Having owned several $3,000-$5,000 precision rifles, the quest for accuracy can be expensive. The goal of this build was a rig with fine, precise accuracy with a price tag most shooters could afford. At full MSRP this complete ready to shoot setup is under $1,800 including gun, optic, rings, and magazine and easily delivers sub-.5-inch 100-yard groups—all day long.
One of my favorite things to do is to set up and shoot a new gun. I enjoy the process from choosing the correct rings to bore sighting to spending time at the range—and yes, even to working up the perfect and most accurate load for each gun.
There is a difference between mounting a rifle scope to your long gun and properly mounting a scope for the shooter. While one ensures the optic is secure, the other adds the additional factor of ensuring the shooter may obtain a comfortable, repeatable mount for increased accuracy. Few of us shoot to miss, so let’s look at how to do it right the first time with this video from the National Shooting Sports Foundation (NSSF).
I am asked about rifle scopes and red dot sights often. Which one should I buy, is just under who should I marry in the overall importance, and very hard to answer for another person. When you add that the student doesn’t know exactly what they are going to do with the rifle scope, the answer is even more elusive. The bottom line is the budget.
You would think, being an avid hunter and given the number kids as I’ve introduced to hunting and shooting, I would have discovered the .243 Winchester a lot sooner than I did. My path was rather long and circuitous. I was close a couple of times, but never realized what I was missing until a change in the hunting regulations forced me to shoot the .243.
Turret dialing is a great way to aim precisely at extreme range targets—But it’s not perfect. Before you wed yourself to a turret dialing scope, you should consider your targeting needs and how they balance with the pros and cons of turret dialing scopes.
A new AR is a blank slate. If you want it for tactical use, a light, laser, and red dot sight may be in your future. If your AR is destined for varmints or deer, elk, or antelope, a sling, bipod, and scope will be standard fare. Maybe your new AR will reach out to targets on the 1,000 line with a premium scope and benchrest accessories. Whatever your next AR is destined to be, the right accessories define the Modern Sporting Rifle.
If there is anything I have learned in 40 years of shooting, it is if you buy cheap, you buy twice. When it comes to optics many that are OK for informal target practice and others are suited to some forms of competition. However, if you need a quality holographic sight for critical use, few if any, have stood the test of time as the EOTech sight has.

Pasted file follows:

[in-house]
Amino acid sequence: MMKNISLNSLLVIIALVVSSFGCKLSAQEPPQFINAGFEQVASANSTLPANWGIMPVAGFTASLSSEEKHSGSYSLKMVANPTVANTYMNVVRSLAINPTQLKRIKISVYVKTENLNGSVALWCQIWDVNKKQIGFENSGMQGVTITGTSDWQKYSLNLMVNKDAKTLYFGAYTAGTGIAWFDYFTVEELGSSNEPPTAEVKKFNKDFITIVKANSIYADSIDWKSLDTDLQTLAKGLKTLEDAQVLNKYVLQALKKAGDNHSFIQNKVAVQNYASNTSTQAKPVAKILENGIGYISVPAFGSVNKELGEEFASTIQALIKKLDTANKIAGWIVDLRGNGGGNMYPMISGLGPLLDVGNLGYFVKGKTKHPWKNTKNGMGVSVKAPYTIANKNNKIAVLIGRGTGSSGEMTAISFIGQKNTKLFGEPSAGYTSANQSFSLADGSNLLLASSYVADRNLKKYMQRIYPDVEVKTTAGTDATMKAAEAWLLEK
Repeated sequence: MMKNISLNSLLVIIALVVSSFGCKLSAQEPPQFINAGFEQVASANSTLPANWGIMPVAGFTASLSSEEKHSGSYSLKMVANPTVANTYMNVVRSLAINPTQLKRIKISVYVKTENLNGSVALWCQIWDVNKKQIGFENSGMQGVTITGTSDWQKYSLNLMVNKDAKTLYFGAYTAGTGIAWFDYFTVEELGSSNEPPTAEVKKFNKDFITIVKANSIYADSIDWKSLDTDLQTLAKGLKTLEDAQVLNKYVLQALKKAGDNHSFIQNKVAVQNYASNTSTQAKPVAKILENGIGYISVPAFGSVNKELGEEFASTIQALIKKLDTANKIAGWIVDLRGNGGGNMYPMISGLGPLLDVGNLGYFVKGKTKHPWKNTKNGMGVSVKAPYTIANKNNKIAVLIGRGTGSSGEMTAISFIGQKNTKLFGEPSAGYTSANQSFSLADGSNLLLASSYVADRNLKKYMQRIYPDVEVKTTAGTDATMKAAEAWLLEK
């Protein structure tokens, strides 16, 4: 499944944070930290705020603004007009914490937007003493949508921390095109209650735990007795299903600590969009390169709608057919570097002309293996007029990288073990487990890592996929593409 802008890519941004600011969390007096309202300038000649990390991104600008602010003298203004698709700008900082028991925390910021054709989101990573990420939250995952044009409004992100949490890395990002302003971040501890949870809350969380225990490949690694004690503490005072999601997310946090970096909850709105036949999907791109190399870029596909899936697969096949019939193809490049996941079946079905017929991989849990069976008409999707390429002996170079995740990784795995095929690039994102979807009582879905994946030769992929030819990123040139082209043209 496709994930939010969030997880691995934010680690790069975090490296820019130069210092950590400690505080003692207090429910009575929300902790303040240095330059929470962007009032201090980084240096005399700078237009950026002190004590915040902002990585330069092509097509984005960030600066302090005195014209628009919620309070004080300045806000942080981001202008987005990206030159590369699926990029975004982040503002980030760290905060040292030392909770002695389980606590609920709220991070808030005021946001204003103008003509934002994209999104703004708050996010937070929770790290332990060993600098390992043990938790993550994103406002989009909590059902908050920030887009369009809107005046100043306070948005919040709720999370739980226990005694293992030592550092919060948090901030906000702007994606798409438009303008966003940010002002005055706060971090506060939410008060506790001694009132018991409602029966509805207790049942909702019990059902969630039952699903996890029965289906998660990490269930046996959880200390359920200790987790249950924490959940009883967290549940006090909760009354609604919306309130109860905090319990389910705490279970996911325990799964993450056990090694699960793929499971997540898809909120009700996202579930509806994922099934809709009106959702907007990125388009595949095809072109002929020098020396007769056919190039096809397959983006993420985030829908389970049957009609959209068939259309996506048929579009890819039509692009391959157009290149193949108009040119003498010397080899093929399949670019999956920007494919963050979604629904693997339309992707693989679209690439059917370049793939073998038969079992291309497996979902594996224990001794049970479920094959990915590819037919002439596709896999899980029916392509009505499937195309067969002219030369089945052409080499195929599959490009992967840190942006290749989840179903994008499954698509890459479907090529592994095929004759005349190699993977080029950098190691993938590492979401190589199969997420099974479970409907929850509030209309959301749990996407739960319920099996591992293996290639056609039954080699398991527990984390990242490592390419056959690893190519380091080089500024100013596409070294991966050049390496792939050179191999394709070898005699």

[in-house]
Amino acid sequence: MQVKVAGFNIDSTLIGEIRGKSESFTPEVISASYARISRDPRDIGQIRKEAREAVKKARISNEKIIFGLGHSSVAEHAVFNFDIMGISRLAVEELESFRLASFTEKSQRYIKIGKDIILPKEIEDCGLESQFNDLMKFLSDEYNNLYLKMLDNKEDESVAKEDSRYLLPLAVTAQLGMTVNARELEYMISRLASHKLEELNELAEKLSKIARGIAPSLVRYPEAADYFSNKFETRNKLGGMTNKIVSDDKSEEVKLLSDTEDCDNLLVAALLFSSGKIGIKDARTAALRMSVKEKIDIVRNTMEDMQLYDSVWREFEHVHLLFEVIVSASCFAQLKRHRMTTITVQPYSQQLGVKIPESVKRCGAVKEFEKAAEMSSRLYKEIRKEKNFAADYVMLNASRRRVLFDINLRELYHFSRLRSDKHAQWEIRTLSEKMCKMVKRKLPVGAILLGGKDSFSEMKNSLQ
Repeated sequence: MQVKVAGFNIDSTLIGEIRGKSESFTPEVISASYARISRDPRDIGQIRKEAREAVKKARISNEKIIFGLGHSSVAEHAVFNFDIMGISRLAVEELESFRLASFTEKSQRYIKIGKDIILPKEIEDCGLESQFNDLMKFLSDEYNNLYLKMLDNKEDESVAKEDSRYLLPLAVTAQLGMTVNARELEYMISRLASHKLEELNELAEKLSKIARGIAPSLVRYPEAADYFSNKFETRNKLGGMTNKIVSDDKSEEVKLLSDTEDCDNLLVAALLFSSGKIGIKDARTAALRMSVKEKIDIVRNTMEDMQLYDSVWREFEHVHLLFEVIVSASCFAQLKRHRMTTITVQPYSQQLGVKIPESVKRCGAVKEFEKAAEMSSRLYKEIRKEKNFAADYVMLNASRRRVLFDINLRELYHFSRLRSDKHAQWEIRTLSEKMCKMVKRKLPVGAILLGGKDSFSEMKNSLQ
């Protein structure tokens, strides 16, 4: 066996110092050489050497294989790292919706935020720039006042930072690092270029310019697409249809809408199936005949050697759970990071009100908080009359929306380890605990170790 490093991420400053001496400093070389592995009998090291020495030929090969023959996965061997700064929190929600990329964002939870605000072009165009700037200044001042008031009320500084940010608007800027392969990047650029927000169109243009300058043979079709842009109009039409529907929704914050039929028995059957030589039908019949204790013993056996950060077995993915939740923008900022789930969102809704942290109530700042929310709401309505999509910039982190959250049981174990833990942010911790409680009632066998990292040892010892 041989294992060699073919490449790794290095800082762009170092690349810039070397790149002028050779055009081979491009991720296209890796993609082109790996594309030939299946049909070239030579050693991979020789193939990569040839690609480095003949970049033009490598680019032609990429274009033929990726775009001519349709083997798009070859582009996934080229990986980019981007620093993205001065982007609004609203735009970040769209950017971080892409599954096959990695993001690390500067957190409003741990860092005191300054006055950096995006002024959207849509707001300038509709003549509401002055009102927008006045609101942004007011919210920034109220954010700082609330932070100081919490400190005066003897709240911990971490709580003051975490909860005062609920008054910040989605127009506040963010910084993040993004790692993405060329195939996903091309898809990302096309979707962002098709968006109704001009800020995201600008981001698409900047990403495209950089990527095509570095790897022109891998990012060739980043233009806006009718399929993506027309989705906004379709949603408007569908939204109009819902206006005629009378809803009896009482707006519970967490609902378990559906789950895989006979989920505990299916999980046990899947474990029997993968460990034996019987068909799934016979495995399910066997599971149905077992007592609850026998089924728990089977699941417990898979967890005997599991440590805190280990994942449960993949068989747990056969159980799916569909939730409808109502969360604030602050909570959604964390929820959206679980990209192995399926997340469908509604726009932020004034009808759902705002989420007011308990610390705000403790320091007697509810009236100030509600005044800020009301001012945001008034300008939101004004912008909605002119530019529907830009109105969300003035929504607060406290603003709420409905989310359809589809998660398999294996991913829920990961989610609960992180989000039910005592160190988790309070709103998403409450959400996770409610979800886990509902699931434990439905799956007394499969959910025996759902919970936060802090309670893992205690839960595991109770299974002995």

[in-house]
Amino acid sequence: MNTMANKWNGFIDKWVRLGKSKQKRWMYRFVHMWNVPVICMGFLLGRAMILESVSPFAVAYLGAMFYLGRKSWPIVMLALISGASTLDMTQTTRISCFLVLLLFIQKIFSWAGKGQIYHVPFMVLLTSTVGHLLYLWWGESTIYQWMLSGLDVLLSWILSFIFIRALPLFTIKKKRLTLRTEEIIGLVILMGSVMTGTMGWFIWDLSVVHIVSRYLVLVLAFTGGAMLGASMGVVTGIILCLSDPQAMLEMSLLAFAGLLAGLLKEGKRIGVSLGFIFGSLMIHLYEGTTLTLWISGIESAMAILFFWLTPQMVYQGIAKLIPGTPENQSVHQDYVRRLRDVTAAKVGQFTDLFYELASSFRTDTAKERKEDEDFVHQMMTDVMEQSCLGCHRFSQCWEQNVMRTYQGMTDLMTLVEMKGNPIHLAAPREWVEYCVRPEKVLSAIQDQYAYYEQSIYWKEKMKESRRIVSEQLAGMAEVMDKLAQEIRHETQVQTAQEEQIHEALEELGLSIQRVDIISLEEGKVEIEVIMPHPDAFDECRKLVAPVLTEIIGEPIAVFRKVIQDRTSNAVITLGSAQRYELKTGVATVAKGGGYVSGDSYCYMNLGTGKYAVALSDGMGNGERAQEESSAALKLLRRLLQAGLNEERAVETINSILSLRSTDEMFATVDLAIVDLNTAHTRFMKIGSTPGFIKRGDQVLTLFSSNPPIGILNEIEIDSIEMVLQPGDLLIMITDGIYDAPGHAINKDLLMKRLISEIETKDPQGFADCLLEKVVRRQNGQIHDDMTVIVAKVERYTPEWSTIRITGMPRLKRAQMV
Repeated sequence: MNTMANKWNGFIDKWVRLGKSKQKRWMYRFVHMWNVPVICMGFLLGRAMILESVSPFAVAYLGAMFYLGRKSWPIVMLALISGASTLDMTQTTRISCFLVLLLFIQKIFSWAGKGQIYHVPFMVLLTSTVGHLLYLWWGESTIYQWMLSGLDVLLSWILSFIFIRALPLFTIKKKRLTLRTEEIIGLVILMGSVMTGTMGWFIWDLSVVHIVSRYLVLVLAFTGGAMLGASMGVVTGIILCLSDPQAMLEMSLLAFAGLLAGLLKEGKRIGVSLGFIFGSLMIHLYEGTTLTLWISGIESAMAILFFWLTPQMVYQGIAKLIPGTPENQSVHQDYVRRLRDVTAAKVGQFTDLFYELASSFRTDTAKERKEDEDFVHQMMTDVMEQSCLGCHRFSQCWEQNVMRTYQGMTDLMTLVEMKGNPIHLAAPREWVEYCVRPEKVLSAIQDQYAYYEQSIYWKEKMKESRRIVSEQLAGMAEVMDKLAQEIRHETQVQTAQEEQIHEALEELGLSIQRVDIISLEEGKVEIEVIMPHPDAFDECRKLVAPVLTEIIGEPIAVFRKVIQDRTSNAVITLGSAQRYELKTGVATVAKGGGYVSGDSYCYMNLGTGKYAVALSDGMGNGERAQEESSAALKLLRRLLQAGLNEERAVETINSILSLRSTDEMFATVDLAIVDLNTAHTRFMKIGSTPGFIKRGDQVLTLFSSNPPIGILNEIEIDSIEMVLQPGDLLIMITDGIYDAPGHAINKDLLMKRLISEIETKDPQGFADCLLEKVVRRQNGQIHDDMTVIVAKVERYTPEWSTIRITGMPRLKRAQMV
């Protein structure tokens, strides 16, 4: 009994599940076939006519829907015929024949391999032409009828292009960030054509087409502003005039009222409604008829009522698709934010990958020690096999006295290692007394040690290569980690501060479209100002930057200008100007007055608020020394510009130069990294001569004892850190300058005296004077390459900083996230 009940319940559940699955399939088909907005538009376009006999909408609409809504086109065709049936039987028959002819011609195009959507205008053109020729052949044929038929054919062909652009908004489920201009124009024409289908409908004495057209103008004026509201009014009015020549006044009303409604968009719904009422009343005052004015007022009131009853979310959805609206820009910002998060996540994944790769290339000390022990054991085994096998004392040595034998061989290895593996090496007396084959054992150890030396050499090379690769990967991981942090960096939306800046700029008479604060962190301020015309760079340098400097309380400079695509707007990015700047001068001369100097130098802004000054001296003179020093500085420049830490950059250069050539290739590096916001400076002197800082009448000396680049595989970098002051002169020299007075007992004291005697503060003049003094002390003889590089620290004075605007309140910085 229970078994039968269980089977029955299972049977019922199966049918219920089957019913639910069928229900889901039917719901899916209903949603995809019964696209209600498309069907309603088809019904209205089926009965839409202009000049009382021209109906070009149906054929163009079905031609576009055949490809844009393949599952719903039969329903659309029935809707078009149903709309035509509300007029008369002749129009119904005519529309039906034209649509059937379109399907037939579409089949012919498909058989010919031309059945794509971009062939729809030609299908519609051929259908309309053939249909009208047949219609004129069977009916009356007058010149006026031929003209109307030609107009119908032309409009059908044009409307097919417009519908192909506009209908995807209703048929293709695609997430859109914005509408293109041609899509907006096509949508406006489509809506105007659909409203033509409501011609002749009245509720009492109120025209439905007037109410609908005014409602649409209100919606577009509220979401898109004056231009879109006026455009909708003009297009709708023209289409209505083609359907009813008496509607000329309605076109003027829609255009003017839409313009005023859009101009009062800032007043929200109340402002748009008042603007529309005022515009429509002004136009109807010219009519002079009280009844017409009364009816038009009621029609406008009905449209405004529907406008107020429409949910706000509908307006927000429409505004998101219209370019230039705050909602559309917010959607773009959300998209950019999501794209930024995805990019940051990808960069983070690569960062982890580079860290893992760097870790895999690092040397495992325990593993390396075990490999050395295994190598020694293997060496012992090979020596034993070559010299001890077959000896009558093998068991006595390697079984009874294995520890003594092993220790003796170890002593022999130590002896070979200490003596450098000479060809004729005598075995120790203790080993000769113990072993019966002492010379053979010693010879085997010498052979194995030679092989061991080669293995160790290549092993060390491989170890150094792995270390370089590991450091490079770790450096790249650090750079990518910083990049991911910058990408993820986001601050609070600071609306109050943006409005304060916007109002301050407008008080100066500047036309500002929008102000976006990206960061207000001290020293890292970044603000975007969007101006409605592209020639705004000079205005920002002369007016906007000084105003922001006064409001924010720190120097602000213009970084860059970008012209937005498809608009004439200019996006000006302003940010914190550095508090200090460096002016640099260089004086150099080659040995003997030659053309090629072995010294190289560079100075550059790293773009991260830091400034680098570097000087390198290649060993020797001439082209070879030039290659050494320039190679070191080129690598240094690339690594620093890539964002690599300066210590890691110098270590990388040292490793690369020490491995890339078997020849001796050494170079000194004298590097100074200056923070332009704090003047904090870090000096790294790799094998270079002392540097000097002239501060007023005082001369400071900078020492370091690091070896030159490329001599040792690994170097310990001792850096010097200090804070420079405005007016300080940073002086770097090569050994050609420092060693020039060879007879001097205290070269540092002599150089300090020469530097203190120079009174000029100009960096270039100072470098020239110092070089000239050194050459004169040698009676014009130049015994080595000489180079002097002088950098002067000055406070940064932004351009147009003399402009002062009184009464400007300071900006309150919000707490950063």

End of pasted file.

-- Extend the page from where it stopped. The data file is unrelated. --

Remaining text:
Riton Optics is an up-and-comer in the optics world that, while it has been in existence for over 5 years, Riton attended SHOT Show as an exhibitor for the first time in 2018. While many optics companies looked to expand existing products and product lines, Riton “broke its mold” with two new, unique riflescopes.
With Christmas just days away, there is still time to buy that perfect stocking stuffer or additional gift for under the tree. Typically, the problem is deciding what to get. Here are 10 shooting-oriented ideas. The best part? Each of these presents will fit inside a Christmas stocking or fill that last hole under the tree with a guaranteed smile on Christmas morning.
My late summer range days have been spent, in part, behind a new red dot on the market, the Enrage by Bushnell. It’s one of a few red dot optics I’ve shot with. Once I checked the price, it became the first red dot I have gotten really excited about.
The weekend began as a scope test—as well as a time to get better at long-range precision marksmanship—but ended up a test of multiple pieces of gear and people. As for the scope, it turned out to be a key element to unexpected long-range success, but not without challenging moments. The Bushnell Elite Tactical long range tactical scope (LRTS) series is just what the name implies. In this case, my optical partner was the LRTSi 3-12x44mm scope for a 3-day long-range shooting class requiring a milliradian reticle.
For practical use, there are several types of shotgun sights. In iron sights, these include the bead, aperture or ghost ring sight, and rifle sight.
When choosing accessories for an AK, optics seldom top the list. In fact, for most, optics are not even on the list. However, that does not mean that optic cannot or should not top an AK. For those who want a bit of glass on their AK, Bushnell has the optic built specifically for the task. Read the full review from the NRA.
Don’t short-change a short gun! When you spec a carbine, think about shooting it! Simple? Yes. But don’t adapt to the carbine; make it adapt to you. Here are a few thoughts on how to get the most utility from your carbine.
Aimpoint announced the release of the new Aimpoint Micro S-1 sight at SHOW Show 2017. Designed specifically for use on shotguns with a ventilated rib, the Micro S-1 greatly enhances hit percentage for waterfowl and upland bird hunters, on the sporting clays course, and provides a compact, low-profile optic for turkey and deer shotgun hunters.
Umarex debuted the Second Zero system, under its new Axeon Optics Solutions brand. The Second Zero is a precision optical device that gives any rifle shooter an instant second zero distance whether in hunting or tactical application. It works with all optical sights from rifle scopes to dot sights.